Published March 16, 2013
UFC 158 is upon us and what could be more enjoyable than the swift return of Georges St-Pierre after his last comeback fight, facing off against verbal sparring partner and one-man hype machine Nick Diaz. If the fights don’t live up the hype then that’s Diaz’s curse-a-thon’s fault. So without further adieu, here is UFC 158 and it’s elite band of motley scrappers.
Georges St-Pierre - Nick Diaz
There is nothing quite as entertaining as Nick Diaz [26-8] when he’s angry. Diaz is probably not the best match-up for Georges St-Pierre this Saturday night at UFC 158, especially given that he hasn’t won a fight since October 2011, but the crowd who bay to be entertained, almost certainly will be gratified. While it’s also perfect for George S-Pierre [23-2], who still probably could do with a lighter touch after his long layoff from the sport. Diaz might very well be that tonic.
But for the fans it’s nothing short of ideal. A media call that went viral, in which Diaz all but had a verbal meltdown at the expense of his Canadian opponent has done nothing but stoke interest in a fight that most had seen as a foregone conclusion. The reason for this is mainly because Diaz has been inactive for so long, having served a one year suspension by the Nevada State Athletic Commission for testing positive for marijuana. The fact that he tested positive for it after being beaten by Carlos Condit means he’s also probably undeserving of the shot.
But when looking at Diaz it’s also important to note that despite the eight blemishes on his record, (five in the UFC), 21 of his 25 vanquished opponents have been dispatched within the distance. Diaz has leg power that should be of concern to anyone who faces him. Choose to stand and trade with the Cesar Gracie product and you’ll probably find yourself on your back drowning in a sea of regret.
But the likelihood of GSP falling into such a trap is minimal. The fact that his last five fights have gone the distance, show that the welterweight likes to play the long-game rather than engage in a fire he’s unlikely to win. For Diaz to win, he needs to pressure and hope to catch St-Pierre early, perhaps even digest a few blows to give himself the best possible chance of inside exchanges with arguably the best welterweight of all time. Expect moments of excitement, but also for St-Pierre to emerge triumphant again.
Carlos Condit - Johny Hendricks
Hendricks [14-1] really wants to fight for the title.In fact given that his resume is resplendent with top contenders it’s a surprise that he’s not in the headline attraction. But instead Hendricks has to settle for a scrap with the man who St-Pierre delivered a thorough beat down on in his last outing - Carlos Condit. That’s not to say that Condit [28-6] is bad in any way, far from that. It’s just that St-Pierre is that good.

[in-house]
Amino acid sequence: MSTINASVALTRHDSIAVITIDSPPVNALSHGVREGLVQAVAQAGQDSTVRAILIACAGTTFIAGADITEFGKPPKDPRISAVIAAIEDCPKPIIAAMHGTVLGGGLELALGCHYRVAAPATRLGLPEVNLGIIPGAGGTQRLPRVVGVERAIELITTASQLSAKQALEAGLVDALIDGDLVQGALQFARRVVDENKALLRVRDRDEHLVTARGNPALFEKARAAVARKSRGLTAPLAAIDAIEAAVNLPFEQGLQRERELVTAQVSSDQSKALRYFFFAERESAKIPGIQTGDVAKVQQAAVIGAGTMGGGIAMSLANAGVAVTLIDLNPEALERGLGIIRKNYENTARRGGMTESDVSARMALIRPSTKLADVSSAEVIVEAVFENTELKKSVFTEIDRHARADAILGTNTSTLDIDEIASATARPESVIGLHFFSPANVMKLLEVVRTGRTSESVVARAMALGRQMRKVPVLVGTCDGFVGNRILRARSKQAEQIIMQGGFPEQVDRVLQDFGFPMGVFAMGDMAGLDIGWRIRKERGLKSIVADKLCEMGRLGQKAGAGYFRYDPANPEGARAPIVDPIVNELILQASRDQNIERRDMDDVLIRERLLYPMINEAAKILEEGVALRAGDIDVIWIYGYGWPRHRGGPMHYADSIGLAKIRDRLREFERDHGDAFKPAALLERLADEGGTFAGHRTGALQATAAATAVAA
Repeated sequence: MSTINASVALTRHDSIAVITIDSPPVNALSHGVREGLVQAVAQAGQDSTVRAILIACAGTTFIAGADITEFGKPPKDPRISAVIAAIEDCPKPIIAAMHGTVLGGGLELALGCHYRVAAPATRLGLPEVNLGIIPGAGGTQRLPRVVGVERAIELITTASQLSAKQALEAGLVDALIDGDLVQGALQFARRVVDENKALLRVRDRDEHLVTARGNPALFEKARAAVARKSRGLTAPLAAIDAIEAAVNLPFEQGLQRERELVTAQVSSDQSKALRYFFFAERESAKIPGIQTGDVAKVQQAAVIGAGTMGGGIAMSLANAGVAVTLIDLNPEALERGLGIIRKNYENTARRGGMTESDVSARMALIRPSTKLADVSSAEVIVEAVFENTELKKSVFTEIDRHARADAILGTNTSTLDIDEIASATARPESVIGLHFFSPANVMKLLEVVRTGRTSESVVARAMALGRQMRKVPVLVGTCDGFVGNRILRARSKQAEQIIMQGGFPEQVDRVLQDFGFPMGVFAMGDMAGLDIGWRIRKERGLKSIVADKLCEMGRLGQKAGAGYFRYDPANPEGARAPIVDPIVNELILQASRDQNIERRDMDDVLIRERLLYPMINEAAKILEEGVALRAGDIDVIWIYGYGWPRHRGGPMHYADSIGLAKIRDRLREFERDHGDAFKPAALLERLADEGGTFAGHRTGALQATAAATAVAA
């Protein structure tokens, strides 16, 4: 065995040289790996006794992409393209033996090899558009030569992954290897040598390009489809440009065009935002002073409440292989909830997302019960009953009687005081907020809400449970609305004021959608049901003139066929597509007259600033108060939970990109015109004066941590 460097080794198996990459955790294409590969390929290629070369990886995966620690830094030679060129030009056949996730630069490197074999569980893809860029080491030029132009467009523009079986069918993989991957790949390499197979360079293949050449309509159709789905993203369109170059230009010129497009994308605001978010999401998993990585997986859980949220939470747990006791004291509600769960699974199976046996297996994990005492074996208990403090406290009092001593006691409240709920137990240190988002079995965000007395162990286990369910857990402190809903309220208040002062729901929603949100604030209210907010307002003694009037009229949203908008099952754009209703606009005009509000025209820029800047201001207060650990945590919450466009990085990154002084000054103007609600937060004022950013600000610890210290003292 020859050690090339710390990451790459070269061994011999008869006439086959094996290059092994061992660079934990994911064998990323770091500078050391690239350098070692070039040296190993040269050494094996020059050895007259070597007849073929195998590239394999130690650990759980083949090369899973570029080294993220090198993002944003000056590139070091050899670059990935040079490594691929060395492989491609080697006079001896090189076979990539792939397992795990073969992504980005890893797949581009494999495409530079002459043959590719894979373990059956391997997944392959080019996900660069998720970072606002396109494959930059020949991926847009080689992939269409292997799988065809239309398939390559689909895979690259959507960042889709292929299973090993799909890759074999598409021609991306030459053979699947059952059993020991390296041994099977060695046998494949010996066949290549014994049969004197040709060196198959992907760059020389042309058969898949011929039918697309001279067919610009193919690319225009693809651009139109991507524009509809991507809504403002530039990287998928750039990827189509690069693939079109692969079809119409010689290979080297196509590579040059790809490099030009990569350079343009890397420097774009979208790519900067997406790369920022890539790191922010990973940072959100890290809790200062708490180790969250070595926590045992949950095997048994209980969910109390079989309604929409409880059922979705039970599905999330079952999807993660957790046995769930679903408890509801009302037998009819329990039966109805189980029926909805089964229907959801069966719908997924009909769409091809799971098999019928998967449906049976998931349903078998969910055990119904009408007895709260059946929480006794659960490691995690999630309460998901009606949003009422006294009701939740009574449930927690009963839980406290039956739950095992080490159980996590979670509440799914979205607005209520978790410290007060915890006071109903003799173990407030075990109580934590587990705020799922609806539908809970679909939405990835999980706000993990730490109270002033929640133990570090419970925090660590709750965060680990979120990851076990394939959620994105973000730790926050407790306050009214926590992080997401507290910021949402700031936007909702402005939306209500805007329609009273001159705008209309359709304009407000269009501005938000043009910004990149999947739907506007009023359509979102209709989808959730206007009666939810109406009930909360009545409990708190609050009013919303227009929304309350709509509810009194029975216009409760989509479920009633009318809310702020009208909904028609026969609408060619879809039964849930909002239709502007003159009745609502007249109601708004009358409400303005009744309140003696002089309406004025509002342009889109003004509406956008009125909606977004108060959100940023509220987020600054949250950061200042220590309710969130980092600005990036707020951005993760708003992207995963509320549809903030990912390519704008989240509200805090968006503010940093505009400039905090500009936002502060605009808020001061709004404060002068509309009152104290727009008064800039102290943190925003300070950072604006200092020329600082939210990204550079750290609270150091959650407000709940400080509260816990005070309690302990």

Regardless, a victory over Condit will surely give Hendricks the shot at the winner of the headline event. After all if, Diaz is considered deserving, then it’s surely a matter of time. Hendricks won’t knock-out Condit, but if he can control distance and find a way to the mat, he more than likely has the edge over Condit. A two-time collegiate national champion (Hendricks) against a guy who has submitted 13 of his opponents (Condit), might result in a veritable chess match on the floor in an even contest where Hendricks perhaps has the slight edge.
Nate Marquardt - Jake Ellenberger
Rory McDonald pulled out so Marquardt stepped in to face Ellenberger after Hendricks was moved up to the co-feature to face Condit. Complicated? Well on one simple fact is that Marquardt, a former champion in Strikeforce has consistently flattered to deceive and lost fights he should have won, despite being heralded as the next-big-thing in some circles. While he has a granite chin that only Anderson Silva has been able to bust open and topple, Ellenberger also likes to test his chin a whole lot. His strike defense is below average as is his takedown defense. What this means is that a renowned counter puncher like Ellenberger might turn this it a slow fight, but ultimately wear down Marquardt either to the mat or through sheer volume of punches, taking a decision that might be far from glittering on the eyes for fight fans.